Nevada[edit]

Barrick's Goldstrike mine, Nevada used trolleytrucks from 1994 to 2001 when the trolley system was decommissioned due to a large reconfiguration of the mine.[4][15] The system was similar to the one used in the Palabora copper mine in South Africa.

Soviet Union, Russia, Ukraine[edit]

Many cities in the Soviet Union operated trolleytrucks. The MAZ-525 truck model was converted to a trolleytruck design in 1954 in Kharkiv, Ukraine. The Kharkiv experiment with trolleytrucks was stopped because of disadvantages.

Nowadays trolleytrucks operate in several cities in Ukraine such as Donetsk and Sevastopol[16] as well as cities in Russia such as Bryansk and Saint Petersburg. One type, the KTG-1, is made for service and repair of the urban trolleybus vehicles; while another, the KTG-2, is used for transporting goods.

Canada[edit]

The Québec Cartier Mining Company used trolleytrucks in its iron ore mine in Québec from 1970 until 1977 when the iron ore deposit was exhausted and the mine closed down. Interestingly, the power supply for this remote mine was a power plant taken out of a diesel electric railroad locomotive.[4]

South Africa[edit]

Trolleytrucks were introduced to the Palabora copper mine in South Africa in 1980.[4][17]

The South African Iron and Steel Industrial Corporation (ISCOR) installed a 7.7 kilometres (4.8 mi) trolley power assist line for 170 short tons (150 t) diesel electric trucks at its Shishen mine in March 1982.[4] Afterwards the company also installed a trolley power assist system at its Grootegeluk coal mine in Lephalale, South Africa. ISCOR (now known as Mittal Steel South Africa) is the largest user of trolley power assist trolleytruck systems in the world.[18]

Zambia[edit]

Trolleytrucks were used in the Zambia Consolidated Copper Mines Nchanga Mine in Zambia from 1983 until later in the 1980s.[4] Inexpensive hydroelectricity is generated at the Kariba Dam along the Zambezi river and distributed throughout the "copper belt" of Zambia. The current delivery for the trolley power assisted diesel trucks (120 short tons (110 t)) was done through custom designed bus bars and large current collection shoes mounted on very large trolley pole-like collectors.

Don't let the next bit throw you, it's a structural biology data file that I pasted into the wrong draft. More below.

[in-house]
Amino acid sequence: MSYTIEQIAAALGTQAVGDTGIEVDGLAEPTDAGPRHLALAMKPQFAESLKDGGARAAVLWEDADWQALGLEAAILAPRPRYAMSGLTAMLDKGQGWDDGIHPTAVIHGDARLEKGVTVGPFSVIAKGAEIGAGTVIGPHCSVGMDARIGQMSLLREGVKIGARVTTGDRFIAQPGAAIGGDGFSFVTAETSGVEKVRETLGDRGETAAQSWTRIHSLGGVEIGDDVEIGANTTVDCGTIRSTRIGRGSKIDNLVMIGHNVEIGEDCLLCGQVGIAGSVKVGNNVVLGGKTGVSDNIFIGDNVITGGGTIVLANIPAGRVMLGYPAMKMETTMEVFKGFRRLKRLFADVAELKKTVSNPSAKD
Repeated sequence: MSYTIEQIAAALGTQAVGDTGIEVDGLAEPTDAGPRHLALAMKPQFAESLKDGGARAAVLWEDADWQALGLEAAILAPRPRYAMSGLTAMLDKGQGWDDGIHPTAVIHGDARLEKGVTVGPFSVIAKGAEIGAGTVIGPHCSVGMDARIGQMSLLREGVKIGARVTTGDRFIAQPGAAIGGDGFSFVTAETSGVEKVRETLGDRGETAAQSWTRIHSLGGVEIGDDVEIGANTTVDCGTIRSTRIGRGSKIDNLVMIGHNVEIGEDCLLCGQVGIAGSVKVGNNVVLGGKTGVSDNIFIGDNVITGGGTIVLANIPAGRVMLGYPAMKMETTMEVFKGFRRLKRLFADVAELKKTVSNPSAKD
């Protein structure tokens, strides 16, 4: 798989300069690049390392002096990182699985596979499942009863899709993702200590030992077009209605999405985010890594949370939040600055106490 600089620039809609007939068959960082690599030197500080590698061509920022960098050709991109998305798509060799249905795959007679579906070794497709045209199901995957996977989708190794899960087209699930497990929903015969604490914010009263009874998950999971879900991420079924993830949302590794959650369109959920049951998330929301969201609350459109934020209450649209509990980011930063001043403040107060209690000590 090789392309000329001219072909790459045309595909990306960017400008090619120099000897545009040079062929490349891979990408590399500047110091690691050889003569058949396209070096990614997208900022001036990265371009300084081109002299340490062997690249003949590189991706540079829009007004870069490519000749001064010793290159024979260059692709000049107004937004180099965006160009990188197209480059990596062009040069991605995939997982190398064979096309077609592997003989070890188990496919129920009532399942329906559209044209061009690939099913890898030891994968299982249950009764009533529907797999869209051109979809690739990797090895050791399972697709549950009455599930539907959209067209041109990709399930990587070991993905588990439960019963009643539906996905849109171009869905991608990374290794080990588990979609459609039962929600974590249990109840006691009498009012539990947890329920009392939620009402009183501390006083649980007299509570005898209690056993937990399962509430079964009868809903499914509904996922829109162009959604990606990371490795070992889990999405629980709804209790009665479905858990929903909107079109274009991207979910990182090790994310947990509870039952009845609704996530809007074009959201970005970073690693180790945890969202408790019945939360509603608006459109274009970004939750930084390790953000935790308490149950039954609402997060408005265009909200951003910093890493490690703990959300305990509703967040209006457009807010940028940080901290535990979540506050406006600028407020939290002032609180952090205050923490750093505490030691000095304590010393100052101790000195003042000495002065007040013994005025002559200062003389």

Namibia[edit]

The Rössing Uranium Mine mine in Namibia installed a trolley assist system around 1986.[4] The diesel electric drive Komatsu 730E dump trucks were converted at that time to use trolley power assist for the climb out of the mine to the crusher. The fleet numbered more than 10 vehicles as of 2001.[4]

Bulgaria[edit]

A Ukrainian built trolleytruck started service in Pleven, Bulgaria in 1987, but that truck may no longer be in service since it is stored in the trolleybus depot.[19]

See also[edit]

References[edit]

  1. ^ In the United Kingdom a trolley may refer to the hand operated wheeled vehicle called a hand truck in North America. In North American usage the term trolley truck may also be used to refer to the wheelset or bogie that a streetcar rides upon.
  2. ^ Trams may collect current from a single wire with a single trolley pole or pantograph and return the current to earth via the rail.
  3. ^ "Siemens History - Industry & Automation". 2009-01-12. 
  4. ^ a b c d e f g h i j k Dave Hutnyak. "Trolley History". Hutnyak Consulting. Retrieved 2009-01-12. 
  5. ^ "A2A - Cancano Dam". Retrieved 2009-01-12. [dead link]
  6. ^ "A2A - San Giacomo Dam". Retrieved 2009-01-12. [dead link]
  7. ^ "A2A - AEM". Retrieved 2009-01-12. [dead link]
  8. ^ "Trolleytrucks". Retrieved 2009-01-10. 
  9. ^ Wolfgang Auer. "St. Lambrecht Trolley-truck Line". Retrieved 2009-01-10. 
  10. ^ "Kenworth Trolleytruck in Seattle, Washington; May 1956". Retrieved 2009-01-04. 
  11. ^ The Riverside Cement Company was sold to the SsangYong Group which then sold Riverside Cement to Texas Industries.
  12. ^ http://www.trucknews.com/transportation/california-gets-ehighway/1003058965
  13. ^ Dave Hutnyak's "Trolley History" page mentions that Kennecott Utah Copper operated the "Chino" mine in New Mexico in the 1960s. Note that the mine is now owned by Freeport-McMoRan.
  14. ^ "Trolley Overview". Retrieved 2009-01-13. 
  15. ^ "Barrick Gold Corporation - Global Operations - North America - Goldstrike Property". Retrieved 2009-01-13. 
  16. ^ "Sevastapol-TG104.JPG". Retrieved 2009-01-10. 
  17. ^ "Palabora Mining Company". Retrieved 2009-01-13. 
  18. ^ "ISCOR Mining, South Africa - 1982 to 2001". Retrieved 2009-01-13. 
  19. ^ "Pleven and its trolleybus system - The trolleybuses of Pleven, Bulgaria". Retrieved 2009-01-13. 

External links[edit]